Interview questions I never want to hear again

Posted on: 05/02/2020

Interview questions

 

As a candidate and as a recruiter I have heard many an interview question. The good, the bad and the ugly.

Here are some interview questions that I have been asked….and I never want to hear again!

 

‘Sell me this pen’

This was my interview for my first-ever full-time job. Now granted, it was for a telesales role, but this is still one of the worst things I have ever heard. I don’t know how putting an 18-year-old on the spot to sell an item that is a necessity really has any bearing on how I would perform selling financial services products over the phone.

‘I tend to hire graduates and you don’t have a degree, so why should I hire you over someone fresh out of Uni?’

To give this some context, I had been working in recruitment at 3 years at this point and had managed a team. The director of this business posed this question to me during my first stage interview. Not only is a degree irrelevant to my ability to do my job (which I had been doing for the past 3 years without a degree), but it actually felt pretty belittling. Needless to say, I didn’t return for a second interview – which I got invited to, despite my lack of education!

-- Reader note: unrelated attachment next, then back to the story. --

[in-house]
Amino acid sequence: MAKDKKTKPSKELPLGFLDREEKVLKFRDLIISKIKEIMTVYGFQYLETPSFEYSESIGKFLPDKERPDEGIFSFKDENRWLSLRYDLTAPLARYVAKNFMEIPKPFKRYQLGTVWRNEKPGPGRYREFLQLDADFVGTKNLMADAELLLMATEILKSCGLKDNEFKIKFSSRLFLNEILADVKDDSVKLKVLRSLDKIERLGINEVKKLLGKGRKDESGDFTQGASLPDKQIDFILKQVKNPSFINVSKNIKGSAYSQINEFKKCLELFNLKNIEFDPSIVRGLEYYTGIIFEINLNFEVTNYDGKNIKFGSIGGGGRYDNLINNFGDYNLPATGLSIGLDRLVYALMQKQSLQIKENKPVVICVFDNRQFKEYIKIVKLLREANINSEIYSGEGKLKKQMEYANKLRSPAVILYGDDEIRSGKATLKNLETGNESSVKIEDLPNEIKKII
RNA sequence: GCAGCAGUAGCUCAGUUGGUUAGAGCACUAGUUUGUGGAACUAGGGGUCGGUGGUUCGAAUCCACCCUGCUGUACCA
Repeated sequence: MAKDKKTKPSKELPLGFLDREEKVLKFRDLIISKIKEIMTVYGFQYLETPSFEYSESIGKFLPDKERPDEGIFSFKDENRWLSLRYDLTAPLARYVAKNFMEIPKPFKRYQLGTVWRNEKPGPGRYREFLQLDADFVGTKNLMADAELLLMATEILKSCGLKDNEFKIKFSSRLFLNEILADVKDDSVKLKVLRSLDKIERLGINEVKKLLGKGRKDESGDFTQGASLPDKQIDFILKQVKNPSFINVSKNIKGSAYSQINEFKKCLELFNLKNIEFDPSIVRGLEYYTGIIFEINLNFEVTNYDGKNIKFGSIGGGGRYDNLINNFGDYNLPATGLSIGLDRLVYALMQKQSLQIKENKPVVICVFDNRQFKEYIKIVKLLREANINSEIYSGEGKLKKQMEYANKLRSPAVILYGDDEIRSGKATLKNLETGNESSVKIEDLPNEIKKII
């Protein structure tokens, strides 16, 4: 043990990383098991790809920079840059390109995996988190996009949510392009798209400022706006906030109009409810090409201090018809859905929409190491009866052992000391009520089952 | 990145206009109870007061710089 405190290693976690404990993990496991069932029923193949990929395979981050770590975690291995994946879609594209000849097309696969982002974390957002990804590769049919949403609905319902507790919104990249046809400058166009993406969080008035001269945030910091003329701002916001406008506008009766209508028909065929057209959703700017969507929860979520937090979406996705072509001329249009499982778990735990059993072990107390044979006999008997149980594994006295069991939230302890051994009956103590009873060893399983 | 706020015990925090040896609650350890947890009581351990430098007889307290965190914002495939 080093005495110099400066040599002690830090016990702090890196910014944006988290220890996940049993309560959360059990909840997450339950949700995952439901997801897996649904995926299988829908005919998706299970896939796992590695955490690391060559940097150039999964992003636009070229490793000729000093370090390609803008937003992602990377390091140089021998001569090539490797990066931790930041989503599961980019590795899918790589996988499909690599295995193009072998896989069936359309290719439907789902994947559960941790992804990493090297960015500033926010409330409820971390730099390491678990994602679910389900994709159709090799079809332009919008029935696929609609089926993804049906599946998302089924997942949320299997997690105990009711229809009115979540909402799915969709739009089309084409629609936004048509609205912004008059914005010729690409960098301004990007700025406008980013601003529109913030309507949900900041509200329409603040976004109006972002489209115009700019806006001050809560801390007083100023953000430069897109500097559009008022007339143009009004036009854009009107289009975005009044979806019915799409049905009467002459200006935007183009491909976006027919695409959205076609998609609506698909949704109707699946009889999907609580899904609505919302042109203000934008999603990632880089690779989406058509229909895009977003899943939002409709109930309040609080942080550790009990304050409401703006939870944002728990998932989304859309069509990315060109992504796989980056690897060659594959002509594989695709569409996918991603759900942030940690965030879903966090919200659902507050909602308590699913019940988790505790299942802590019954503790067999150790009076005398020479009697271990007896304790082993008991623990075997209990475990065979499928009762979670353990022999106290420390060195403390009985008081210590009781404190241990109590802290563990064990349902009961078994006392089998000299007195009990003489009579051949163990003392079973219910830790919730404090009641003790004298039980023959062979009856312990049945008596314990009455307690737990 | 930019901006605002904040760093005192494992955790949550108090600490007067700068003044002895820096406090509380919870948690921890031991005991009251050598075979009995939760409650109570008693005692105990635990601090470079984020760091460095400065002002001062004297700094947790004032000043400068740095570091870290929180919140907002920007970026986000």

‘If you could be any animal what kind would you be?’

I never know what to make of these questions, I think people use them to try and judge character or personality, based on what people answer. In my opinion this question poses any use. Especially as it just makes the candidate overthink their answer. SO, if it is simply being used as an icebreaker, you have probably made them tenser than anything. FYI – I would be a penguin.

 

‘Why should we hire you?’

Now I don’t disagree with the principle of asking this question, I think there are definitely better ways of phrasing it. This comes across as super aggressive and puts people on the spot. If you rephrase this to ‘What skills and experience do you have that you feel would be beneficial for the role’? It allows candidates to put some thought into an answer and doesn’t make them feel like they are on the back foot.

 

‘Where do you see yourself in 5 years?’

I don’t like this question on many levels. You don’t know what the interviewer is trying to gauge with this. If you say in the same role, do they see you as unambitious, or loyal? If you say you want to progress, do they feel threatened by you, or think you won’t stick around? Are they trying to gauge whether you are planning on having children? There isn’t much value in asking this question alone

 

What are the worst interview questions you have ever been asked, and how did you respond?

 

For all things HR Shared Services or if you would like to feature in our ‘Insiders Story’ blog, email me on kate@refind.co.uk.

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